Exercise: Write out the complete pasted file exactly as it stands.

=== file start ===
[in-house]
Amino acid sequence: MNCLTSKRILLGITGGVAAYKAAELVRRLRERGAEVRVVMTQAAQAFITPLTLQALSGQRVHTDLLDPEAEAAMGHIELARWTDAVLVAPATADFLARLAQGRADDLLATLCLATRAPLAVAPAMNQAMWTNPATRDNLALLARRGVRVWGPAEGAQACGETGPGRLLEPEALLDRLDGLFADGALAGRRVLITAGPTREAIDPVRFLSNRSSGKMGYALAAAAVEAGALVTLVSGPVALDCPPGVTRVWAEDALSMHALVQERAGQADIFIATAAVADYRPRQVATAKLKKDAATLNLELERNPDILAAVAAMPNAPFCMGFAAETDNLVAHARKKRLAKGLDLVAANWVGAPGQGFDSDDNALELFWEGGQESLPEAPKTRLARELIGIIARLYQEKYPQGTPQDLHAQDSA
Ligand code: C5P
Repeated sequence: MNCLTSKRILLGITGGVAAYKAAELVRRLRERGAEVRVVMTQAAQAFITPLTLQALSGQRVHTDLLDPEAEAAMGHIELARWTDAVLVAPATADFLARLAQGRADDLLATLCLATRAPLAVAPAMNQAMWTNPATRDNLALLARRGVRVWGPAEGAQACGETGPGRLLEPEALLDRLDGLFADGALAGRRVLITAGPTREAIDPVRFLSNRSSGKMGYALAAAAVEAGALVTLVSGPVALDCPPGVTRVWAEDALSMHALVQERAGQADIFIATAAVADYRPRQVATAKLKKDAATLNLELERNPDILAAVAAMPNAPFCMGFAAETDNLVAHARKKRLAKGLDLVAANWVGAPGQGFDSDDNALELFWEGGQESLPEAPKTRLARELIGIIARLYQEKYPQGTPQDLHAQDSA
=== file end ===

[in-house]
Amino acid sequence: MNCLTSKRILLGITGGVAAYKAAELVRRLRERGAEVRVVMTQAAQAFITPLTLQALSGQRVHTDLLDPEAEAAMGHIELARWTDAVLVAPATADFLARLAQGRADDLLATLCLATRAPLAVAPAMNQAMWTNPATRDNLALLARRGVRVWGPAEGAQACGETGPGRLLEPEALLDRLDGLFADGALAGRRVLITAGPTREAIDPVRFLSNRSSGKMGYALAAAAVEAGALVTLVSGPVALDCPPGVTRVWAEDALSMHALVQERAGQADIFIATAAVADYRPRQVATAKLKKDAATLNLELERNPDILAAVAAMPNAPFCMGFAAETDNLVAHARKKRLAKGLDLVAANWVGAPGQGFDSDDNALELFWEGGQESLPEAPKTRLARELIGIIARLYQEKYPQGTPQDLHAQDSA
Ligand code: C5P
Repeated sequence: MNCLTSKRILLGITGGVAAYKAAELVRRLRERGAEVRVVMTQAAQAFITPLTLQALSGQRVHTDLLDPEAEAAMGHIELARWTDAVLVAPATADFLARLAQGRADDLLATLCLATRAPLAVAPAMNQAMWTNPATRDNLALLARRGVRVWGPAEGAQACGETGPGRLLEPEALLDRLDGLFADGALAGRRVLITAGPTREAIDPVRFLSNRSSGKMGYALAAAAVEAGALVTLVSGPVALDCPPGVTRVWAEDALSMHALVQERAGQADIFIATAAVADYRPRQVATAKLKKDAATLNLELERNPDILAAVAAMPNAPFCMGFAAETDNLVAHARKKRLAKGLDLVAANWVGAPGQGFDSDDNALELFWEGGQESLPEAPKTRLARELIGIIARLYQEKYPQGTPQDLHAQDSA